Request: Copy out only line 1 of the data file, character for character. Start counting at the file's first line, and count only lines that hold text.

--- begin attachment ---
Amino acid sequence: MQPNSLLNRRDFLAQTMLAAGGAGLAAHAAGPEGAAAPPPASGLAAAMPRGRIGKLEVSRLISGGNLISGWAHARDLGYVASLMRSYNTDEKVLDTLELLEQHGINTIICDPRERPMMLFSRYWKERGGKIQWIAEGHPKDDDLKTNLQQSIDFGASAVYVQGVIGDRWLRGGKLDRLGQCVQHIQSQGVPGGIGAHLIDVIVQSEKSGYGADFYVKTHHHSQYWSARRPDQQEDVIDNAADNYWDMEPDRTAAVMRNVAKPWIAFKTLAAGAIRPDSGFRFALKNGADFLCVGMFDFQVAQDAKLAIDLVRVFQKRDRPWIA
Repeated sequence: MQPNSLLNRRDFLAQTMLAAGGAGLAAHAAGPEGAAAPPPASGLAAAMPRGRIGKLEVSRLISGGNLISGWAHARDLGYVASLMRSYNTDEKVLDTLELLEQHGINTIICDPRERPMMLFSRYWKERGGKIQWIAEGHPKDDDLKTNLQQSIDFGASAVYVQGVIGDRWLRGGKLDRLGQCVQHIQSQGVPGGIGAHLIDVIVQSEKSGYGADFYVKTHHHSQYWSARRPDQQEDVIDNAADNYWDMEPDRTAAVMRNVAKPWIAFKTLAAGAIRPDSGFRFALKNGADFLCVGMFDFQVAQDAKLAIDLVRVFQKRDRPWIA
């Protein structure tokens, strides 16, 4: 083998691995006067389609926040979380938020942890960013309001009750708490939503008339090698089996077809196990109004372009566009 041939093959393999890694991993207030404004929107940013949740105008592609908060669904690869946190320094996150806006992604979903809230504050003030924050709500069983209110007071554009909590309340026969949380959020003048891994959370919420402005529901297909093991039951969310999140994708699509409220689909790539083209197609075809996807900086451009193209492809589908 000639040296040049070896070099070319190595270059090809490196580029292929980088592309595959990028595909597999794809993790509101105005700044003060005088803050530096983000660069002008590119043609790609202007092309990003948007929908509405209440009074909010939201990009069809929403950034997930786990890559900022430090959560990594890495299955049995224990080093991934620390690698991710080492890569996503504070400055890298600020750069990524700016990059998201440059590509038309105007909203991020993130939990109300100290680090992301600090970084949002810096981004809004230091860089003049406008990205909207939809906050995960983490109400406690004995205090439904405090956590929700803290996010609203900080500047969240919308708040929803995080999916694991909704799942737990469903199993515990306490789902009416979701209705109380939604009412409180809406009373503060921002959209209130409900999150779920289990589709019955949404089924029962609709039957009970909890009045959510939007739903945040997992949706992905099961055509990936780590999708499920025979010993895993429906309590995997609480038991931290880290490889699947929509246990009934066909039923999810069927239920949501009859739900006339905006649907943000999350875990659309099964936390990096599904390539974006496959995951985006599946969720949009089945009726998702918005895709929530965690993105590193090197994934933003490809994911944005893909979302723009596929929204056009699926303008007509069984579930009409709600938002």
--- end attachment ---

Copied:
Amino acid sequence: MQPNSLLNRRDFLAQTMLAAGGAGLAAHAAGPEGAAAPPPASGLAAAMPRGRIGKLEVSRLISGGNLISGWAHARDLGYVASLMRSYNTDEKVLDTLELLEQHGINTIICDPRERPMMLFSRYWKERGGKIQWIAEGHPKDDDLKTNLQQSIDFGASAVYVQGVIGDRWLRGGKLDRLGQCVQHIQSQGVPGGIGAHLIDVIVQSEKSGYGADFYVKTHHHSQYWSARRPDQQEDVIDNAADNYWDMEPDRTAAVMRNVAKPWIAFKTLAAGAIRPDSGFRFALKNGADFLCVGMFDFQVAQDAKLAIDLVRVFQKRDRPWIA